Sam Dyson, RHP, Giants For the first couple months after the Giants acquired him for a player to be named later, Dyson looked like a massive steal, displaying impressive consistency while filling in admirably as San Francisco’s closer following an injury to Mark Melancon. He posted a 9.31 ERA and 1.86 WHIP in September, though—an alarming trend for a guy who was exiled from Texas for posting a 10.80 ERA and 2.58 WHIP over his first 17 appearances of 2017. Dyson certainly showed signs of being a shutdown late-inning reliever last season, and the Giants have some extra incentive to keep him since they ultimately gave up prospect Hunter Cole in order to acquire him. But they’ll likely have to pay him somewhere between $4-5 million if they retain him, and due to a couple of factors—that they have cheaper options such as Will Smith, Hunter Strickland, Cory Gearrin, and Kyle Crick who are capable of setting up for Melancon, and that they’re already up against the luxury tax and could end up taking on Giancarlo Stanton’s salary—it might make the most sense for the Giants to let Dyson walk.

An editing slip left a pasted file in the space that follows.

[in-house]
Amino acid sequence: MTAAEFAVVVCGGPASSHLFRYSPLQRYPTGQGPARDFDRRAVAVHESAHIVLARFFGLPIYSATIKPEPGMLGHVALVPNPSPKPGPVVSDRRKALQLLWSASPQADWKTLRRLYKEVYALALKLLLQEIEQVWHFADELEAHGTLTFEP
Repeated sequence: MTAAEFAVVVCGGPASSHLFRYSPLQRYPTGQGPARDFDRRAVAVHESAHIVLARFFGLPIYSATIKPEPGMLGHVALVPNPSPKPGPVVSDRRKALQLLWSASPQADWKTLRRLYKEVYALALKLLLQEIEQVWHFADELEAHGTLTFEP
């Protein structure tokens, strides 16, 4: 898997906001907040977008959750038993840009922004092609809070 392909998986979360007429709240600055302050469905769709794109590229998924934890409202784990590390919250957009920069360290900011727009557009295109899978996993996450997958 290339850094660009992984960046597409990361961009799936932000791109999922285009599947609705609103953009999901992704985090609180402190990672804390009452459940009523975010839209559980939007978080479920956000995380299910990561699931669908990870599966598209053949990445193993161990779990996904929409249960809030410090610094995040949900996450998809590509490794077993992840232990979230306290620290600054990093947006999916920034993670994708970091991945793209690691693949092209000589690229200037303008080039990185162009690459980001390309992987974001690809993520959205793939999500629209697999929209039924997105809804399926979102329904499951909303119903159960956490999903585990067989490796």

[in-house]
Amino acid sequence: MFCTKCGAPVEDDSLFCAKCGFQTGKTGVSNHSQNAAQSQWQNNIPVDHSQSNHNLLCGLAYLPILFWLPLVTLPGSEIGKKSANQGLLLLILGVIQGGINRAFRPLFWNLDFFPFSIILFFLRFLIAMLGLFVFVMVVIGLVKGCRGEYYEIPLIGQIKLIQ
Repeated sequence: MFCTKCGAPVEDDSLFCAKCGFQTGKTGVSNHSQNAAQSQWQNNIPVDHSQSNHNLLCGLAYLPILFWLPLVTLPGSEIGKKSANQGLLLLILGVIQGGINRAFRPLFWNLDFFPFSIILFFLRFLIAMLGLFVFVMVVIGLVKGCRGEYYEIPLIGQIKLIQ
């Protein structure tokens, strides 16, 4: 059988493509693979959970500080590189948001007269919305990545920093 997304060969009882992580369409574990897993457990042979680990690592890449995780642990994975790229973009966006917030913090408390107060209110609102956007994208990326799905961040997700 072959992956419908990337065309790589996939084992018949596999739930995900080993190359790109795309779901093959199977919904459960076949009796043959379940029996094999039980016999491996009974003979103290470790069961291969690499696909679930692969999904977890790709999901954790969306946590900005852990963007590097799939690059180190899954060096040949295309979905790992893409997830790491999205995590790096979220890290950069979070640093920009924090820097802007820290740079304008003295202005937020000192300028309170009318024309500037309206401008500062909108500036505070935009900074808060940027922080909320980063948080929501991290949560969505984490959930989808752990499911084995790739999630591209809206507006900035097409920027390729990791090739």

Mike Fiers, RHP, Astros Fiers was a strong contributor in Houston after being acquired just prior to the trade deadline in 2015, but he’s now had two straight below-average seasons, and he failed to earn a spot on Houston’s playoff roster this year. With a strong collection of potential starting pitchers heading into 2018—Justin Verlander, Dallas Keuchel, Lance McCullers Jr., Charlie Morton, Brad Peacock, Collin McHugh, Joe Musgrove, Francis Martes, and Forrest Whitley among them—there’s no need for the Astros to pay Fiers a salary that is likely to approach $6 million.